The different molecular subtypes of breast cancer, mainly defined by the presence or absence of estrogen receptor and the cell-surface protein HER2, have important implications for the treatment and prognosis of breast cancer. One goal of the current study was to evaluate the frequency of mucin-1 expression among the different subtypes, to provide hints as to which subtypes are most likely to benefit from a therapy that targets mucin-1.
"We could demonstrate that high mucin-1 is more frequently observed in hormone-receptor positive and HER2 negative breast cancer," Dr Sinn said. "The lowest levels were detected in triple negative cases, i.e. tumors without evidence of estrogen-receptor and HER2. However, even in triple negative breast cancers, mucin-1 was high in 44% of cases."
This data indicates an important role for mucin-1 in breast cancer biology that differs among the various breast cancer subtypes, Dr Sinn said. "The results are of particular interest because currently there are tumor vaccines being tested in clinical trials that induce the patient's immune system to attack cells that carry mucin-1. These agents have already shown efficacy in lung cancer and could be also promising agents in the treatment of breast cancer."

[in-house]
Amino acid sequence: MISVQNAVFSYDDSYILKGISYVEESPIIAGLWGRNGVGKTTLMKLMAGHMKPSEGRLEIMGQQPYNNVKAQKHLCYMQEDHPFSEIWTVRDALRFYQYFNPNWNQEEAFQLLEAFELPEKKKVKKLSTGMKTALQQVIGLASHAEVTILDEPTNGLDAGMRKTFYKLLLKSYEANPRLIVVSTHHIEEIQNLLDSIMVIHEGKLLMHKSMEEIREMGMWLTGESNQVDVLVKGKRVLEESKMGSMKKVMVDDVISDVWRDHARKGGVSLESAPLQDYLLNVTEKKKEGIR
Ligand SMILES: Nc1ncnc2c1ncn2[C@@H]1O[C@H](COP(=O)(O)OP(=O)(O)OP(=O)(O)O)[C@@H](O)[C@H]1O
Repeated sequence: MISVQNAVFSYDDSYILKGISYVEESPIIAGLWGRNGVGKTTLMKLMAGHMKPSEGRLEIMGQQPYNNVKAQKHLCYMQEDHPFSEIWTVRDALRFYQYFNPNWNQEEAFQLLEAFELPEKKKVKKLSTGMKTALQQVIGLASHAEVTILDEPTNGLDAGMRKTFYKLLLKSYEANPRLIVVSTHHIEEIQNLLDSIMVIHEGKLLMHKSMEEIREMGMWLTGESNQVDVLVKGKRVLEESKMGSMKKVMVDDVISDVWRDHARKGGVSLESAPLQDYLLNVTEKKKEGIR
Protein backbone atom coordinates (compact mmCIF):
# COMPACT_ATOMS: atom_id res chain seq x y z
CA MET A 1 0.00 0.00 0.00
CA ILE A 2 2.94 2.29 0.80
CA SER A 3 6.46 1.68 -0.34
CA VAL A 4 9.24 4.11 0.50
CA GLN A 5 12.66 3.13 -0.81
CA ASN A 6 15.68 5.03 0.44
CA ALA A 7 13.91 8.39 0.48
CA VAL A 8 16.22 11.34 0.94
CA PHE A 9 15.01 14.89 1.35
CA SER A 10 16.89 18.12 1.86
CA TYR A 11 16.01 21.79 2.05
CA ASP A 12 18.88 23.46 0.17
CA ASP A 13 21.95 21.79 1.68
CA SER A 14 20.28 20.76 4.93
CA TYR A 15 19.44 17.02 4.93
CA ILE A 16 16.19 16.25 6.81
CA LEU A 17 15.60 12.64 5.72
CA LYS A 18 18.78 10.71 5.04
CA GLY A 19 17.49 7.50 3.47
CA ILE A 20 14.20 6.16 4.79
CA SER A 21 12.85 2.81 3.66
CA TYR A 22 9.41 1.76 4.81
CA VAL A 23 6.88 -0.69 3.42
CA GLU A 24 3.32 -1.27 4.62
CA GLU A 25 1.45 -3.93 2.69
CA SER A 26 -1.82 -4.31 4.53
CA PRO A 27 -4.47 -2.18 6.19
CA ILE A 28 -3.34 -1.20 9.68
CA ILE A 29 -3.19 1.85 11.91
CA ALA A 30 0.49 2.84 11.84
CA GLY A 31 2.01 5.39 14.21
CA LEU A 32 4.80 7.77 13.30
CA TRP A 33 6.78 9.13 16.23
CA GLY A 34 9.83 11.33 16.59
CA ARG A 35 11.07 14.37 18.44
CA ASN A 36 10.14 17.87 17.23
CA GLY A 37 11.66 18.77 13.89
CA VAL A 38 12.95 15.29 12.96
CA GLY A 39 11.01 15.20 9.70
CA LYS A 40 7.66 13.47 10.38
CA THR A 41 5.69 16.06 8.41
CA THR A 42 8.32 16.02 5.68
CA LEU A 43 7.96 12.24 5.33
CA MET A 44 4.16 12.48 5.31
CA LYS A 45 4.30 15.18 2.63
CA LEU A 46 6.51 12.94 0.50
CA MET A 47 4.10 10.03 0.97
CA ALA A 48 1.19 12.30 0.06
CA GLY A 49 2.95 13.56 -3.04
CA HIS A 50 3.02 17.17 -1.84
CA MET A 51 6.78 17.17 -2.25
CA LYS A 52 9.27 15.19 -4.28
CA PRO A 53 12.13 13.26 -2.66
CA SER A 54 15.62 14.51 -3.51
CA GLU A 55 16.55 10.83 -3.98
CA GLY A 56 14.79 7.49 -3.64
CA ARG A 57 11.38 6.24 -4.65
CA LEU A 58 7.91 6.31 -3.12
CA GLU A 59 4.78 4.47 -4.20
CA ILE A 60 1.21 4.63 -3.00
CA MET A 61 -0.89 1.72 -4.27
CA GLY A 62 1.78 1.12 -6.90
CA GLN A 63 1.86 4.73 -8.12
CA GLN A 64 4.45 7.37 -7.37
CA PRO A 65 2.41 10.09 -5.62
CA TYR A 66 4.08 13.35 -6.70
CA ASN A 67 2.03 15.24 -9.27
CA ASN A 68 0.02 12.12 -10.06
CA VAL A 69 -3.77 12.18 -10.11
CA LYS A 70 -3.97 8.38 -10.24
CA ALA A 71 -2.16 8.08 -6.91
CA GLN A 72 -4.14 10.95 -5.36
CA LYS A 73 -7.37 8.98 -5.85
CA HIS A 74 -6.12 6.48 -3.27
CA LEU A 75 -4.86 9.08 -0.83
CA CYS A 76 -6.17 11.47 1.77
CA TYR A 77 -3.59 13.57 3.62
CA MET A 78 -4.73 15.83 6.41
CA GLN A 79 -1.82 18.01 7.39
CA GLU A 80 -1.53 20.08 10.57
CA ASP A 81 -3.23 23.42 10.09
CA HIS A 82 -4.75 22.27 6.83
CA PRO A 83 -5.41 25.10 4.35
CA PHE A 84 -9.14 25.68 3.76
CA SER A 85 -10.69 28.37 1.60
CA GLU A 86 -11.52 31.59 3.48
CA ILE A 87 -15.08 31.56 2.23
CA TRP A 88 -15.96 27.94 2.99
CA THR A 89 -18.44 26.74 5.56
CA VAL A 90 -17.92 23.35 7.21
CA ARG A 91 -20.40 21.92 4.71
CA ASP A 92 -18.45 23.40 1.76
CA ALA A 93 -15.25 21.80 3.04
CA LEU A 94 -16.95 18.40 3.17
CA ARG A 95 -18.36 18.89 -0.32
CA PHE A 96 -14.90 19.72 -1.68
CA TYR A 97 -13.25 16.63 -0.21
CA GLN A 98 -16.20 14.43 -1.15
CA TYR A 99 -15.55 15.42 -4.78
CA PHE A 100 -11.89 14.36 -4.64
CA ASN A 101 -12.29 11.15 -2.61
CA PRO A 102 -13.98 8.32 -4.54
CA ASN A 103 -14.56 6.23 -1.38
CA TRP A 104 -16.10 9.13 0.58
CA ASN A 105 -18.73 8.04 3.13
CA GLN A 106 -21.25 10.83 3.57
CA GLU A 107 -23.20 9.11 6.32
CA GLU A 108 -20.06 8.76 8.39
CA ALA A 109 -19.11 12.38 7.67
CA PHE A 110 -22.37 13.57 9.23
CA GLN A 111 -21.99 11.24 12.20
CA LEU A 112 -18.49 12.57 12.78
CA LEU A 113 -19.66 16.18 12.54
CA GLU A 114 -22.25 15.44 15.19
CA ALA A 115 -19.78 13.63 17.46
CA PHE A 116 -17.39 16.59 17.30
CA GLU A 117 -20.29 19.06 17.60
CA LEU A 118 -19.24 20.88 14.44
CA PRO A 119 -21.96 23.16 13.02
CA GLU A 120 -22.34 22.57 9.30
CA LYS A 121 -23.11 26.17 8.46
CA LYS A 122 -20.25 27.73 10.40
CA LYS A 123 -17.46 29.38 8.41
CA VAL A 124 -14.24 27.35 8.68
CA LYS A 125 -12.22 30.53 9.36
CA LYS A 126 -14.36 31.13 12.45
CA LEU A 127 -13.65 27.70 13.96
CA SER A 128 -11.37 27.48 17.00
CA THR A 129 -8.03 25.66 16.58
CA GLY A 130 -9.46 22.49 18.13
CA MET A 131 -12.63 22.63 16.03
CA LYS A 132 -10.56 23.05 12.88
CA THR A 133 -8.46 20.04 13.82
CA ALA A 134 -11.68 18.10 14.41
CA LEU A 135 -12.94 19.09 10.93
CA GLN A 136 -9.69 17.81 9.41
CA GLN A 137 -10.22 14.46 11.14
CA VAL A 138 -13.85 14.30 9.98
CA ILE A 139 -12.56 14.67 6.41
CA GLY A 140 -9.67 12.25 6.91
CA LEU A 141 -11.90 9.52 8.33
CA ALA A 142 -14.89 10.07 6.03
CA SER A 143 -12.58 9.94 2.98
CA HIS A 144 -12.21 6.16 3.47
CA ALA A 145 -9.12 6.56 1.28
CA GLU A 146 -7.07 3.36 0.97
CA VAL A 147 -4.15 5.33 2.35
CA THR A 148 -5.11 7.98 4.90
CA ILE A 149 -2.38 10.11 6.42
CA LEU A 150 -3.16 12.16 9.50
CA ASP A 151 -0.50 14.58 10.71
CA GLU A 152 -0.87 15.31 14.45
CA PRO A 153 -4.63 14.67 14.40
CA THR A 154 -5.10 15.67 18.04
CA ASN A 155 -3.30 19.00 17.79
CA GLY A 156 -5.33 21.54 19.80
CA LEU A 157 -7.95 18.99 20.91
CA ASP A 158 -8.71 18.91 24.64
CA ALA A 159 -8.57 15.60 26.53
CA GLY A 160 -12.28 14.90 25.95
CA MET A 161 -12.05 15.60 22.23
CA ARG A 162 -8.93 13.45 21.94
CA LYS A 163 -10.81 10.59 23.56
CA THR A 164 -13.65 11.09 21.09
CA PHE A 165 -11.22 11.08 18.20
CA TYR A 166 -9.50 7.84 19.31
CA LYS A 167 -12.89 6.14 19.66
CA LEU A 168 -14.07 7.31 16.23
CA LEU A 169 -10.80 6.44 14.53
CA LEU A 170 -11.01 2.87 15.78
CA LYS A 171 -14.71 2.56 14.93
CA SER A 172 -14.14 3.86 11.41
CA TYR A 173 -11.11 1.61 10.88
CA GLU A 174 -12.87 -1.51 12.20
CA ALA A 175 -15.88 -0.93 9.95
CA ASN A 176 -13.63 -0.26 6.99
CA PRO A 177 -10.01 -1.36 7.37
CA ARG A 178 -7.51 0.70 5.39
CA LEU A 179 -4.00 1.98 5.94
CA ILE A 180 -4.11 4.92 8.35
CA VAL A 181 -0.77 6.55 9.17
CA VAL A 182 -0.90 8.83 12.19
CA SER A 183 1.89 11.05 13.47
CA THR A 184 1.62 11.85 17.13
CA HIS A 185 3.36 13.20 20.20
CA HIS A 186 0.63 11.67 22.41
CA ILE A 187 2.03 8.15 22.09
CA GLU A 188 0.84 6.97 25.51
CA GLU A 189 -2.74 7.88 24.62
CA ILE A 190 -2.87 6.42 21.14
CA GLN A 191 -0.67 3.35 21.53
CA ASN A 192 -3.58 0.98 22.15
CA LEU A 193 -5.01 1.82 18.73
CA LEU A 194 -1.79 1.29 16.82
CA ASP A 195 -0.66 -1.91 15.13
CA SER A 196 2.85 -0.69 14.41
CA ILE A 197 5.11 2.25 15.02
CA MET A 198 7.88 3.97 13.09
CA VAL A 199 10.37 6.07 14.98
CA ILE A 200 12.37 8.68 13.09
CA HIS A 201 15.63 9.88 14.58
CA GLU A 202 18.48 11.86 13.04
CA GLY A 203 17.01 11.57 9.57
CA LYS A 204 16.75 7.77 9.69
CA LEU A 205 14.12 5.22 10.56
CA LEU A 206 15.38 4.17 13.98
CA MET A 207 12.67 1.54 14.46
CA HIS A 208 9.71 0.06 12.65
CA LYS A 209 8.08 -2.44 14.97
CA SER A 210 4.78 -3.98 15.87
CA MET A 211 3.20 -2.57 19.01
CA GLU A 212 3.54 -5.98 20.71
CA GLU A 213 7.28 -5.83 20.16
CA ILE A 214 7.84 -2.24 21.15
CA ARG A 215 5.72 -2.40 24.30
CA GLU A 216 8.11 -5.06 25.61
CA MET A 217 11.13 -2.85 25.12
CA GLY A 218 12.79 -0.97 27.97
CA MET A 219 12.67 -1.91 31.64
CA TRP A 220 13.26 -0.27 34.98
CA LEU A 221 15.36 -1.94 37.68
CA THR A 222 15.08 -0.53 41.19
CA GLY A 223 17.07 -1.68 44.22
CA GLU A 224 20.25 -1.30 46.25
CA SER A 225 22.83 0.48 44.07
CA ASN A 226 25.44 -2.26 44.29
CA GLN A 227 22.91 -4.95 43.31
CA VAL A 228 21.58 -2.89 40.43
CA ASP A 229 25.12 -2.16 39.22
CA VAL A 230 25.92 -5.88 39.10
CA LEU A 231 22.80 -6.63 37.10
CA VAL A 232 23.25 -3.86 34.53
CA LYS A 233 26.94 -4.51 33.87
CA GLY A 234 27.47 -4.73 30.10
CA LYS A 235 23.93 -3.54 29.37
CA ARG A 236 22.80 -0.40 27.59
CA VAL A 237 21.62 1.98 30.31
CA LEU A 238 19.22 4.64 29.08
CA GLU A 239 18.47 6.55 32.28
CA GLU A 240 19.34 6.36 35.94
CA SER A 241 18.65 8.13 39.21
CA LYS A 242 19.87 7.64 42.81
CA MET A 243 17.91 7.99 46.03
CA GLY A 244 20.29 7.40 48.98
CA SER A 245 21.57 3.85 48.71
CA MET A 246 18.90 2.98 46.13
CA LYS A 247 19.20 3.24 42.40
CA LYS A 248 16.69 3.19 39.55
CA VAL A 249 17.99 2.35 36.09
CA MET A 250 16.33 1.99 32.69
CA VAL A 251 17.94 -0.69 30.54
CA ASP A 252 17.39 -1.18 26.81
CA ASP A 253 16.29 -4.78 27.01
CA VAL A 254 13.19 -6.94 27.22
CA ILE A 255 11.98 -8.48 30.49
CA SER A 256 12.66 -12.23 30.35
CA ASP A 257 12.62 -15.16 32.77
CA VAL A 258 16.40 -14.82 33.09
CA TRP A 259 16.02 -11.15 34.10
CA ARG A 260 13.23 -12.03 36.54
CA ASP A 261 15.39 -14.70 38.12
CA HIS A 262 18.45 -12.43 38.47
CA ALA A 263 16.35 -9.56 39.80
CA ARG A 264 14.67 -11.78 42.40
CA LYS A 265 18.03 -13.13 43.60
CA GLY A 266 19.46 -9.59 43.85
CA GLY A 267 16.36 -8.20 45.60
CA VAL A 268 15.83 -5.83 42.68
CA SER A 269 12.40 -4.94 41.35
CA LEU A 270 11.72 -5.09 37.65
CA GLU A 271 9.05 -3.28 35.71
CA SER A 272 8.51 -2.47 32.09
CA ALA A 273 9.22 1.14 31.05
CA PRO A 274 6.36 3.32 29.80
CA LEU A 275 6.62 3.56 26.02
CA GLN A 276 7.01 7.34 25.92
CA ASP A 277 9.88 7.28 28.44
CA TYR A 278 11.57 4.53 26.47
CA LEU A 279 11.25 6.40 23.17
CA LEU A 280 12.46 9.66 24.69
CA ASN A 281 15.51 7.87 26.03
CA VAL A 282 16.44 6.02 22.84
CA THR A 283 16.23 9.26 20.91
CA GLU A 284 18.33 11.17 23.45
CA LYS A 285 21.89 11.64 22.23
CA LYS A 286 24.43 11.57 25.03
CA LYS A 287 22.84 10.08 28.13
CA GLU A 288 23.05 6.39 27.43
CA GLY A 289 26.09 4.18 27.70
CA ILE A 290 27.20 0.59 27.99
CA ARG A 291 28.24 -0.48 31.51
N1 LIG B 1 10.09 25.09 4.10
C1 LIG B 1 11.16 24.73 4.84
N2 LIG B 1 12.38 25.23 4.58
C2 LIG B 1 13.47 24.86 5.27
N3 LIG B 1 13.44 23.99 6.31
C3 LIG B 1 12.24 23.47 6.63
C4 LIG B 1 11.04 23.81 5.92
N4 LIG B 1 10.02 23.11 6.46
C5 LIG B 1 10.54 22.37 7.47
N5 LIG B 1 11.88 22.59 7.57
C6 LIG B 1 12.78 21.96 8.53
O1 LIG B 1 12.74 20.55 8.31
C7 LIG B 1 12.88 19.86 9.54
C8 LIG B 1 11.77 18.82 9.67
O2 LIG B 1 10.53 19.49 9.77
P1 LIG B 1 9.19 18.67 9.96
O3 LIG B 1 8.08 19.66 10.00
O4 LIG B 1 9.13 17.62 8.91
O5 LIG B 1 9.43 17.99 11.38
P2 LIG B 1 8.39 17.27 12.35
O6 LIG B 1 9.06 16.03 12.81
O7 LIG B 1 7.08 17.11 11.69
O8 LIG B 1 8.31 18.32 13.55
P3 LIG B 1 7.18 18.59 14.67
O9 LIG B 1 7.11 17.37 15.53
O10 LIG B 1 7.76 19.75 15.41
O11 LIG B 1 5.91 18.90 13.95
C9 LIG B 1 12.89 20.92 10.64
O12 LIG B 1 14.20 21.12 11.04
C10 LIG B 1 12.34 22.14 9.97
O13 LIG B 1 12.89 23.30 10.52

When the researchers correlated the expression of the protein and mRNA with the patient's response to chemotherapy, they found that low levels of expression were predictive for pathological complete response -or eradication of the invasive tumor. This correlation held true for the overall population and in the subgroups of hormone receptor positive, HER2-negative and HR+/HER2- tumors.
"MUC1 is frequently expressed in a large cohort of breast cancers, especially in hormone-receptor positive tumors," the researchers observed. "Its evaluatio
|Contact: Vanessa Pavinato|
European Society for Medical Oncology